In light of this Dr. R.C. Sproul believes that there are four types of people. First, there are those who believe they are saved by grace, and are in fact saved by grace. Second, there are those who do not believe they are saved by grace, and are in fact not saved by grace. These first two groups are aware of their spiritual condition. However, there are two other types of people (type three and type four) who are not aware of their spiritual condition. The third type of person, though truly saved by grace, is not sure whether he or she is saved by grace. Then there is our fourth type. There are people who truly believe they are saved by grace, but in fact are not.

St John penned his first letter (1 John) when he was as an aged apostle, an apostle who had a pastor’s heart. John explains why he wrote his first letter. He says: “I write these things to you who believe in the name of the Son of God that you may know that you have eternal life” (1Jo 5:13 ESV). Pretty simple. John is saying that he is writing to that third type of person who, though saved, is not aware that he or she is saved, or at least not totally sure or not as deeply rooted in confidence. Such people live their lives as ugly ducklings, though in reality they are beautiful swans in the eyes of God.

In conclusion, in the near future I will be preaching (in my own church) an expository sermon series through the first letter of John. My purpose is the same as John’s original purpose: that is to confirm my parishioners in their faith with these four typologies in mind. My hope is that through this study they may (like King David) have the joy of their salvation restored from ugly ducklings to lovely swans! If you are an ugly duckling may God confirm you as His swan!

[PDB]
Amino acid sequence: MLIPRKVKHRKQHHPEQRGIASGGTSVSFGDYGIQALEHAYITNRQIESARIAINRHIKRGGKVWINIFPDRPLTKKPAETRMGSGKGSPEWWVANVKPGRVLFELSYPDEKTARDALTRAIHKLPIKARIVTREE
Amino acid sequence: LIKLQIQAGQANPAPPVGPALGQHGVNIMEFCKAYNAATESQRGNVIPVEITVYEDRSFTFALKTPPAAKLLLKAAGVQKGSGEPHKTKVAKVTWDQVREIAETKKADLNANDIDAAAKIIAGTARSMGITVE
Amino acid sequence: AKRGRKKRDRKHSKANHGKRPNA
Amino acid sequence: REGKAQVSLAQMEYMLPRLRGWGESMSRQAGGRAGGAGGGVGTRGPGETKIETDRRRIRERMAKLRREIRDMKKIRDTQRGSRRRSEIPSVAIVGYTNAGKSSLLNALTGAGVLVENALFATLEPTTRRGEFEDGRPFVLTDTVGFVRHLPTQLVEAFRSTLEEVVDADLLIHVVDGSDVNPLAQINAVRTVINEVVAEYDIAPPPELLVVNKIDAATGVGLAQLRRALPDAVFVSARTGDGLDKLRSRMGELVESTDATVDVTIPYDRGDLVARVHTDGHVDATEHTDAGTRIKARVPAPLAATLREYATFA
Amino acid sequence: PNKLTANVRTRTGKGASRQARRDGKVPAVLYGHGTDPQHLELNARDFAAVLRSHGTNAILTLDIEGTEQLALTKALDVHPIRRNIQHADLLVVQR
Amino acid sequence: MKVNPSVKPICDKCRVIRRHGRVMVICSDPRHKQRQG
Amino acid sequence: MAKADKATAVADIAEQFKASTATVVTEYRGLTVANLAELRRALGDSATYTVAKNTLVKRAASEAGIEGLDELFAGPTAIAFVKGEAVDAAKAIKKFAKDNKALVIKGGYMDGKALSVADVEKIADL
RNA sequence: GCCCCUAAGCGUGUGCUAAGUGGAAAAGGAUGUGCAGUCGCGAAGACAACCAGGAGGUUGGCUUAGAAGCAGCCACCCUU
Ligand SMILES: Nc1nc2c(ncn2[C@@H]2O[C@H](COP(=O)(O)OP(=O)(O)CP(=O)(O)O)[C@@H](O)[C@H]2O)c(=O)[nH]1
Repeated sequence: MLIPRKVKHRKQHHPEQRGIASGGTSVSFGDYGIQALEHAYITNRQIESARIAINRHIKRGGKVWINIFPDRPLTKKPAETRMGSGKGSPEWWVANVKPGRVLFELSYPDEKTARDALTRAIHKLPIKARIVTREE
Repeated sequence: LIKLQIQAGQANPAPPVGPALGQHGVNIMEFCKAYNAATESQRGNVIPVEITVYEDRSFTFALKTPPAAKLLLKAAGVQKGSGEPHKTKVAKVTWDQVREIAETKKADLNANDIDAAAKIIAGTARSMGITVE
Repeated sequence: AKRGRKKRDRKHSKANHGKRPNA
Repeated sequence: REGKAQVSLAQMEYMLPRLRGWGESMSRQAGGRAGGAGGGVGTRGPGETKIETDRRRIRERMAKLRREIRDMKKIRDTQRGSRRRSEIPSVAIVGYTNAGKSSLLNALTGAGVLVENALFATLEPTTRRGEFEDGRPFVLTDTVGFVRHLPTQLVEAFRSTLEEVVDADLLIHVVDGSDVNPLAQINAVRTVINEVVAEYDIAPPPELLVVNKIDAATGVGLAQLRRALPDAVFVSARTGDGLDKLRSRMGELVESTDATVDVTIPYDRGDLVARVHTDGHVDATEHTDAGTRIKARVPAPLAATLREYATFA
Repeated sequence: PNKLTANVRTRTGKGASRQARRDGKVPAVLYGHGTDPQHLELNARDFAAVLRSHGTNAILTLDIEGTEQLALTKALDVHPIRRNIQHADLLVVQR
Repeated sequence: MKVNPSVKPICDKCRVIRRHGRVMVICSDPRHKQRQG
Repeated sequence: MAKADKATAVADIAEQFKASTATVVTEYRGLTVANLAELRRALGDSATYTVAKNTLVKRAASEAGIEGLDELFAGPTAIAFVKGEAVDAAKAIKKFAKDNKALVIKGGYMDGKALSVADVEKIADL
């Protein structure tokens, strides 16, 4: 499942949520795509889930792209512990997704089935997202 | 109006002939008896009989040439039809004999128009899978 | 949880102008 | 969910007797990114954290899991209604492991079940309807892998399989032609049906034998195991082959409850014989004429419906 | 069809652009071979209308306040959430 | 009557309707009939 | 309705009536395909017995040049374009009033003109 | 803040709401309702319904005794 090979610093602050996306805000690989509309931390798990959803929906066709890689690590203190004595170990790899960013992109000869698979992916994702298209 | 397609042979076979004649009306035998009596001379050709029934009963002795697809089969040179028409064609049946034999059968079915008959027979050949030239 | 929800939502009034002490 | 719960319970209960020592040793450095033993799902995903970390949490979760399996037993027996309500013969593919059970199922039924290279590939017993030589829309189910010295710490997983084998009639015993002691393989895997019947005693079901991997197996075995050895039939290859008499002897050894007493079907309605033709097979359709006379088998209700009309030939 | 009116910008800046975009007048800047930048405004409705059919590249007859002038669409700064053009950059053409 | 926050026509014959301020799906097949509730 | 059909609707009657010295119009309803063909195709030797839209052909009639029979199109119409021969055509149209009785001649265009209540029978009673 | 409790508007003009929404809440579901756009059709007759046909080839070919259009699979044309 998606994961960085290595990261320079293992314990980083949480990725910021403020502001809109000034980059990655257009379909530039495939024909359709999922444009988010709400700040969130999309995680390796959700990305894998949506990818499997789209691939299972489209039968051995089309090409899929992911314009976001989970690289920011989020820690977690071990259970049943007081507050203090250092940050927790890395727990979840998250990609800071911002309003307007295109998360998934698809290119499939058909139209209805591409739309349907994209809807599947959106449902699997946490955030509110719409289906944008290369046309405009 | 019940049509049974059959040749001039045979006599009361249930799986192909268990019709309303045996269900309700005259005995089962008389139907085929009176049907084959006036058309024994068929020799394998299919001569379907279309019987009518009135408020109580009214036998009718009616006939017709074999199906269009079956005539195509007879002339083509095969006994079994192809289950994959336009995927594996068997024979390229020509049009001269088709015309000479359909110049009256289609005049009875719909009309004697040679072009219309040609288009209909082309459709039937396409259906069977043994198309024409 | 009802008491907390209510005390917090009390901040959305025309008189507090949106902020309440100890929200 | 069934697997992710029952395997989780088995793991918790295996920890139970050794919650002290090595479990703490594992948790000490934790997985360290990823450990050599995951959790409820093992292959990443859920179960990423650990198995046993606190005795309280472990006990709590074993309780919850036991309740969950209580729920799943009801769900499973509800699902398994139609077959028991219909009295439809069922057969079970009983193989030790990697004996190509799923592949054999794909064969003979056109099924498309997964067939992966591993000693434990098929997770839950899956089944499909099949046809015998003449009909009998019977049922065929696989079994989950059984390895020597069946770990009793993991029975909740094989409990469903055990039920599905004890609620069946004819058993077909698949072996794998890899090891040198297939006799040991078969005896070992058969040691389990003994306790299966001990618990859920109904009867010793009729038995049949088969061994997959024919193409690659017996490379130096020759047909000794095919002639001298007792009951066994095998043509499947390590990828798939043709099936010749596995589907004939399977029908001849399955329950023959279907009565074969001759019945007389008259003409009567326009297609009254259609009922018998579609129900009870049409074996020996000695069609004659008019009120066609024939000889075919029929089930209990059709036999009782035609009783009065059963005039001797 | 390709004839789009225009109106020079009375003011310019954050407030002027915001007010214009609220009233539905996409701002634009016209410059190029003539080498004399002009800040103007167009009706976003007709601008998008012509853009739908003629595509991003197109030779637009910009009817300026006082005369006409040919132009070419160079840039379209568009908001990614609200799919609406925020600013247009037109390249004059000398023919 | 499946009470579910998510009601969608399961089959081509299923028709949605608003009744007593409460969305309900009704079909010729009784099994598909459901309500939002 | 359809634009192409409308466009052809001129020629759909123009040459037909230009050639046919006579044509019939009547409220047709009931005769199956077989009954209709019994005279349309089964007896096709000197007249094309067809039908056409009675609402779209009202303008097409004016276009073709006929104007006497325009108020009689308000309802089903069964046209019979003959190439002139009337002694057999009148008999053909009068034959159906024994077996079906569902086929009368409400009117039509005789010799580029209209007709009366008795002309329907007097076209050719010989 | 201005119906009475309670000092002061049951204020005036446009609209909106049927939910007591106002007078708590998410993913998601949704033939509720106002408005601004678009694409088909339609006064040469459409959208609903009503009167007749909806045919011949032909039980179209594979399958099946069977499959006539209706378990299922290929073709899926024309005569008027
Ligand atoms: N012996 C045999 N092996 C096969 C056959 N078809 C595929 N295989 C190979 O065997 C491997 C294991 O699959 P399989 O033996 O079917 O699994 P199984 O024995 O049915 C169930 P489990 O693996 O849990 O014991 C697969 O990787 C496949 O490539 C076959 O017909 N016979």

Soli Deo Gloria


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Believing is Seeing

No one after lighting a lamp puts it in a cellar or under a basket, but on a stand, so that those who enter may see the light. 34 Your eye is the lamp of your body. When your eye is healthy, your whole body is full of light, but when it is bad, your body is full of darkness. 35 Therefore be careful lest the light in you be darkness. 36 If then your whole body is full of light, having no part dark, it will be wholly bright, as when a lamp with its rays gives you light.

(Luke 11: 33-36)

We have all heard the axiom: “seeing is believing.” It is a pithy way of saying that only hard, concrete evidence is convincing. However, this saying assumes a lot. One thing it assumes is that our eyes do not lie to us. But is this true? Recently on the news I came across a report about baseball. This report said that the baseball mechanics of throwing a fast ball have all been mistaken. New computer models are contradicting traditional wisdom. How?—the reporter asked. The answer: “our eyes lie to us.”

Not only do our eyes lie to us, but so do our minds and hearts. On a spiritual/moral level, the reason why our eyes, minds, hearts lie to us is because of sin. Apart from the “lamp” of Christ, sin darkens the eye; sin dims the mind; sin blackens the heart! Disbelief is a function of the soul wracked with sin and guilt. Sin and guilt distort reality from inside and out! This is, in one sense, what our Lord means when he says, “Therefore be careful lest the light in you be darkness.” Without the light of Christ, seeing is believing a lie!